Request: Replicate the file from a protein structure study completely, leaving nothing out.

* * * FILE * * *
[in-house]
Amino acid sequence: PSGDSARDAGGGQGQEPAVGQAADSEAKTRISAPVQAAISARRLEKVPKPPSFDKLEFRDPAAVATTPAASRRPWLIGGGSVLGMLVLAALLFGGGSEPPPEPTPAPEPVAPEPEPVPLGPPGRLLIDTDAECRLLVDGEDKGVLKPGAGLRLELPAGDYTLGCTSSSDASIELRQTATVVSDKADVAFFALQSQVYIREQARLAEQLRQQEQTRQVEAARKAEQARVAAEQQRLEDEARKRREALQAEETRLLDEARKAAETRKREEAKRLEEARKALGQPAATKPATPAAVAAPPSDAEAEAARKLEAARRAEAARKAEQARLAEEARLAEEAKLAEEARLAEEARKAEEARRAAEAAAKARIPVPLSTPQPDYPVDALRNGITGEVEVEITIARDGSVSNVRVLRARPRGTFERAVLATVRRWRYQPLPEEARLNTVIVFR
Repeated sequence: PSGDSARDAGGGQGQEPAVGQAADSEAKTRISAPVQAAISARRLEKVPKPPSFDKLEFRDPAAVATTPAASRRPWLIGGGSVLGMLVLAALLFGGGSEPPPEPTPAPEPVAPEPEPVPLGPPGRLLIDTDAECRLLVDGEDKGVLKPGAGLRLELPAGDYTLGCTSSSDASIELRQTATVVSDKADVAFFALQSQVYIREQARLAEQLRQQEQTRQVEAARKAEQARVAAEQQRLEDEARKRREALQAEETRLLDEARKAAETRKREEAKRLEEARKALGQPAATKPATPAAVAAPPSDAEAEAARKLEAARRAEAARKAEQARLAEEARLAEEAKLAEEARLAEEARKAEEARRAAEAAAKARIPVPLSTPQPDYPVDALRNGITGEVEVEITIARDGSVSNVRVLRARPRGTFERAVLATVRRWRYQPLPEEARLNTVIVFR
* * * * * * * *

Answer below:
[in-house]
Amino acid sequence: PSGDSARDAGGGQGQEPAVGQAADSEAKTRISAPVQAAISARRLEKVPKPPSFDKLEFRDPAAVATTPAASRRPWLIGGGSVLGMLVLAALLFGGGSEPPPEPTPAPEPVAPEPEPVPLGPPGRLLIDTDAECRLLVDGEDKGVLKPGAGLRLELPAGDYTLGCTSSSDASIELRQTATVVSDKADVAFFALQSQVYIREQARLAEQLRQQEQTRQVEAARKAEQARVAAEQQRLEDEARKRREALQAEETRLLDEARKAAETRKREEAKRLEEARKALGQPAATKPATPAAVAAPPSDAEAEAARKLEAARRAEAARKAEQARLAEEARLAEEAKLAEEARLAEEARKAEEARRAAEAAAKARIPVPLSTPQPDYPVDALRNGITGEVEVEITIARDGSVSNVRVLRARPRGTFERAVLATVRRWRYQPLPEEARLNTVIVFR
Repeated sequence: PSGDSARDAGGGQGQEPAVGQAADSEAKTRISAPVQAAISARRLEKVPKPPSFDKLEFRDPAAVATTPAASRRPWLIGGGSVLGMLVLAALLFGGGSEPPPEPTPAPEPVAPEPEPVPLGPPGRLLIDTDAECRLLVDGEDKGVLKPGAGLRLELPAGDYTLGCTSSSDASIELRQTATVVSDKADVAFFALQSQVYIREQARLAEQLRQQEQTRQVEAARKAEQARVAAEQQRLEDEARKRREALQAEETRLLDEARKAAETRKREEAKRLEEARKALGQPAATKPATPAAVAAPPSDAEAEAARKLEAARRAEAARKAEQARLAEEARLAEEAKLAEEARLAEEARKAEEARRAAEAAAKARIPVPLSTPQPDYPVDALRNGITGEVEVEITIARDGSVSNVRVLRARPRGTFERAVLATVRRWRYQPLPEEARLNTVIVFR